As a constitutional requirement, every four years we tend to "amending, perfecting, and clarifying" how we want to live our common life going forward. As new knowledge and fresh consensus emerge, the General Conference has not only the right but also the responsibility to respond on behalf of the whole United Methodist Church by affirming what is in the Discipline or by stating anew and afresh how we will live and organize our common life and implement the mission in every expression of the church. And if, for example, we want to reopen the Discipline more frequently, the means is already present through a constitutional amendment. Within our order and polity the means and processes already exist to make changes, even dramatic changes.
Our capacity to move together and speak with a clear voice on anything is threatened by an unwillingness to live with and within the order or pattern that we have set for ourselves on any particular issue. Of course, dissent from particular positions that the church holds is not news, and it is not especially unwelcome news. Diversity of opinion is expected and welcome because it may point the way to a conversation that the church needs to have. Even with dissent, where the church stands on any matter is yet another occasion for the position of the church to be restated, reexamined, and even reformed.
More importantly, a failure or unwillingness to live within our agreed covenant potentially undermines all the work of the General Conference. It seeks to substitute my wisdom or that of my tribe for the work and wisdom of a larger, deliberative body. It makes me and my viewpoints the center of the church's wisdom.
The Complaint Process
The church in its wisdom through the General Conference has a prescribed process to deal with breaches and violations of our covenant life. It is referred to as the complaint process. The procedures for the process are outlined in [paragraph] 363 in the Book of Discipline. While this section of the Discipline focuses on clergy, note that complaints can be filed against laypersons, too. In this process we assume that our life together in the church and through the responsibilities entrusted to us are a "sacred trust." When it is alleged that a clergyperson has "violated this trust," and a person or persons write and sign a statement to this affect, it sets in motion a review of the ministry of the clergyperson:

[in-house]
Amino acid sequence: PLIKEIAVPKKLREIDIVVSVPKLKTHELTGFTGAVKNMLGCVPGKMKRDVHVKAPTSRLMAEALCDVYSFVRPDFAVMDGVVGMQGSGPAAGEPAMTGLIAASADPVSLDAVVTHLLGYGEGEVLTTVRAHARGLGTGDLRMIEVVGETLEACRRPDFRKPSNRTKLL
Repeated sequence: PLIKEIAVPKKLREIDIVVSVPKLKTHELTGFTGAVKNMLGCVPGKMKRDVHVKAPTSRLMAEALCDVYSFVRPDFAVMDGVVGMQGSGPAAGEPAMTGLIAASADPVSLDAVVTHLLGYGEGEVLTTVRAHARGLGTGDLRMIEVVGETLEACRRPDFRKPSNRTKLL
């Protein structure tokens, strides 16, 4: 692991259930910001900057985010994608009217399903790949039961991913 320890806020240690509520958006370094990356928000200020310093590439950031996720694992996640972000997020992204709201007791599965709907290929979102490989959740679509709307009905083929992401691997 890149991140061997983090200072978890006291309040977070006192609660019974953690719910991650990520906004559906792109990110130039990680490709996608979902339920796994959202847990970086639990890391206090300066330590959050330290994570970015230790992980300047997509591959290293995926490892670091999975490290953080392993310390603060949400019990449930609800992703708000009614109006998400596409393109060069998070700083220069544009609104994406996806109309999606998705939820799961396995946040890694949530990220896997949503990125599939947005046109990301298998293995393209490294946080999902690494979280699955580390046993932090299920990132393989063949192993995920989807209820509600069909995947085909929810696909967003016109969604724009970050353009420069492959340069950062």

This review shall have as its primary purpose a just resolution of any violations of this sacred trust, in hope that God's work of justice, reconciliation and healing may be realized in the body of Christ.
A just resolution is one that focuses on repairing any harm to people and communities, achieving real accountability by making things right in so far as possible and bringing healing to all the parties ([paragraph] 363).
This background and aspiration for trust is important.
I believe the complaint process is an invitation to a conversation—though that conversation may not be welcome by all parties involved. The conversation and the review is an opportunity to seek clarity. Such clarity might indicate that a complaint is misplaced. There may be misunderstanding and misinterpretation of words and actions. With such clarity the parties involved can seek ways to move forward and heal the wound that opened between them. Not every disagreement meets the test of a chargeable offense. But the complaint process can create space to air and redeem a real relational disruption in the church.
In other cases, the review precipitated by a formal complaint does indicate that a chargeable offense is a real problem for the church and the parties involved. When a chargeable offense is alleged, allowing the complaint process to work, actually engaging it in pursuit of just resolution creates healthy boundaries for complainants, for respondents, and for the church, especially the local church(es) involved. There are ground rules for the process and framing for the congregation. A path is laid out, and none of the parties involved, especially those charged with implementing the process, should be left to their own devices in making up the rules as they proceed. Defined roles and time lines are to be observed. At every juncture of the process, all that are party to a complaint are enjoined to give themselves over to that which will make for a just resolution. So I say enforce, uphold, implement, and use the process that we have available for the good of the whole body.